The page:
United Kingdom ethics body says gene-edited babies may be 'morally permissible'

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"Our view is that the two guiding principles that condition the ethical acceptability of genome editing in the context of reproduction should orient ethical evaluation and are applicable to the full range of potential motivations for wishing to undertake such interventions", they assert.

It proposed that for gene editing techniques in human reproduction to be ethically acceptable, two overarching principles should guide their use - that they should be meant to secure the welfare of the future person, and should not increase disadvantage, discrimination or division in society.

George Church, a Harvard University geneticist, who was not involved in the report, told The Guardian that he agreed with the report that editing DNA "should not be expected to increase disadvantage, discrimination, or division in society", but that making changes to some genes could save some babies from painful diseases.

Even with that in mind, there are more requirements. Additionally, we'll need to assess any potential risks to individuals, groups, or society in general, and figure out a system for monitoring and addressing any unforeseen adverse affects as they may crop up. It will also have to be after a broad and inclusive public debate over the (likely) controversial issue.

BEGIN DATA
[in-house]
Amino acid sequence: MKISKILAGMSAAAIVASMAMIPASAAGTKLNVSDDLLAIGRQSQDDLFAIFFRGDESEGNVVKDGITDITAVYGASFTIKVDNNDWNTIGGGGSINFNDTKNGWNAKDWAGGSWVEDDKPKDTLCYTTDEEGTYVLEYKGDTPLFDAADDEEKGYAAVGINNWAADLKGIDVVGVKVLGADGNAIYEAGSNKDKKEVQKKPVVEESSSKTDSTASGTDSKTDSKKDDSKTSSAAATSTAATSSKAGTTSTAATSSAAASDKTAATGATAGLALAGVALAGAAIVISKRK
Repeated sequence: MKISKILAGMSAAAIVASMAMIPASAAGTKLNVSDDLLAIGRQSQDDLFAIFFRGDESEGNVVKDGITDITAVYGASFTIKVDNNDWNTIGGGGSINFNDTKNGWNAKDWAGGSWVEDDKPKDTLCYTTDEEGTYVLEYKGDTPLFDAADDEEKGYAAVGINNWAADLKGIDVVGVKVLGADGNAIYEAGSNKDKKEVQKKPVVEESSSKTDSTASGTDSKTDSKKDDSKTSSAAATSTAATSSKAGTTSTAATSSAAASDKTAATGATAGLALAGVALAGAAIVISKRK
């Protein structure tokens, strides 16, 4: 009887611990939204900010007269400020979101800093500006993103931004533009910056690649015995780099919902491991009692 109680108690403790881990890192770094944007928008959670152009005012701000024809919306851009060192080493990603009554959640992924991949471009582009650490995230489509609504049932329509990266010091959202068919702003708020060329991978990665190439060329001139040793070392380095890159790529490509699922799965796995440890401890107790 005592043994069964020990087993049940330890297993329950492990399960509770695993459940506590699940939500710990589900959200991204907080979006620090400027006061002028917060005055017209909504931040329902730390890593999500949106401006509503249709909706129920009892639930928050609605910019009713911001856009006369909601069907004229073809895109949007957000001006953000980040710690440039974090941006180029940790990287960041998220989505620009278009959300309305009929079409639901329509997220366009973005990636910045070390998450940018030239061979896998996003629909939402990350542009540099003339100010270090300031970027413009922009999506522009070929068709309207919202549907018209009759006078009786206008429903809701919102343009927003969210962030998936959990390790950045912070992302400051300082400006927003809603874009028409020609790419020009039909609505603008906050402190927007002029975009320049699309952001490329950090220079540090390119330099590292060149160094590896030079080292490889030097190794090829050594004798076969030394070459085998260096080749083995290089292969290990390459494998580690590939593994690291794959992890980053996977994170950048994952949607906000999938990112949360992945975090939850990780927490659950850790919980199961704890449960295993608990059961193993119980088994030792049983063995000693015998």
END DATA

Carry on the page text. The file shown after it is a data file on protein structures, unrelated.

The council suggested that an independent body or commission be set up in the United Kingdom to lead the debate on the topic and contribute to the development of national and worldwide guidelines.

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Not all countries permit research on human embryos, or have laws that permit genome editing intervention on embryos to be placed in a womb, these laws would need to be changed to allow use of genome editing of embryos, eggs, or sperm for reproduction.

Prof Karen Yeung, chairwoman of the council's working party, said: 'We have concluded that heritable genome editing could be morally acceptable.

'Initially, this might involve preventing the inheritance of a specific genetic disorder. If the law were to ever change, genome editing should be strictly regulated, it added.

Marcy Darnovsky at the Center for Genetics and Society in California said, however, that the report opens the door to gene editing for enhancement and cosmetic purposes, something generally considered ethically problematic.

A recent study by scientists at the Wellcome Sanger Institute, suggests the CRISPR/Cas9 gene editing can cause greater genetic damage in cells than previously thought, and advised gene therapy scientists to proceed "with caution".